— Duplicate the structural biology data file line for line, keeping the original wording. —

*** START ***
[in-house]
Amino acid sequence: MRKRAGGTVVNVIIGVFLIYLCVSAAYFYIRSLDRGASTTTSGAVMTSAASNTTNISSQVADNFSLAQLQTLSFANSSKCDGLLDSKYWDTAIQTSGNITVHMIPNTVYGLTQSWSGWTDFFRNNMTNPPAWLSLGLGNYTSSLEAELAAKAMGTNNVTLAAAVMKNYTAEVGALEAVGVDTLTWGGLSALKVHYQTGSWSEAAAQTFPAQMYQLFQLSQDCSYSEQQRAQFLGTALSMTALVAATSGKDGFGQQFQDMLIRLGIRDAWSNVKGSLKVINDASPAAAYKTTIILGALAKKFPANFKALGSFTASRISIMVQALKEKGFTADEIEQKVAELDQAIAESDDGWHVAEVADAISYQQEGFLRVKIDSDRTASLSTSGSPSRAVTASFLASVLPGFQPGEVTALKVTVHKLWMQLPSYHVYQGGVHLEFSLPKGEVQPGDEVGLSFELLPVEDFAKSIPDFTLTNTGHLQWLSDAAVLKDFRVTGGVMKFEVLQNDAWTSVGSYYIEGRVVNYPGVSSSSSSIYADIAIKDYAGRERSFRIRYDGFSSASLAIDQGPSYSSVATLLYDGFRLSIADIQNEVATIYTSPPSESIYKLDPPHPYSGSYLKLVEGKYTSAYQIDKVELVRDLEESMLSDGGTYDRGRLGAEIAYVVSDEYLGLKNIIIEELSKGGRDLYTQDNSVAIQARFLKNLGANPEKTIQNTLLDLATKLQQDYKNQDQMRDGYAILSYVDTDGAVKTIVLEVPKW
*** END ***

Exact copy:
[in-house]
Amino acid sequence: MRKRAGGTVVNVIIGVFLIYLCVSAAYFYIRSLDRGASTTTSGAVMTSAASNTTNISSQVADNFSLAQLQTLSFANSSKCDGLLDSKYWDTAIQTSGNITVHMIPNTVYGLTQSWSGWTDFFRNNMTNPPAWLSLGLGNYTSSLEAELAAKAMGTNNVTLAAAVMKNYTAEVGALEAVGVDTLTWGGLSALKVHYQTGSWSEAAAQTFPAQMYQLFQLSQDCSYSEQQRAQFLGTALSMTALVAATSGKDGFGQQFQDMLIRLGIRDAWSNVKGSLKVINDASPAAAYKTTIILGALAKKFPANFKALGSFTASRISIMVQALKEKGFTADEIEQKVAELDQAIAESDDGWHVAEVADAISYQQEGFLRVKIDSDRTASLSTSGSPSRAVTASFLASVLPGFQPGEVTALKVTVHKLWMQLPSYHVYQGGVHLEFSLPKGEVQPGDEVGLSFELLPVEDFAKSIPDFTLTNTGHLQWLSDAAVLKDFRVTGGVMKFEVLQNDAWTSVGSYYIEGRVVNYPGVSSSSSSIYADIAIKDYAGRERSFRIRYDGFSSASLAIDQGPSYSSVATLLYDGFRLSIADIQNEVATIYTSPPSESIYKLDPPHPYSGSYLKLVEGKYTSAYQIDKVELVRDLEESMLSDGGTYDRGRLGAEIAYVVSDEYLGLKNIIIEELSKGGRDLYTQDNSVAIQARFLKNLGANPEKTIQNTLLDLATKLQQDYKNQDQMRDGYAILSYVDTDGAVKTIVLEVPKW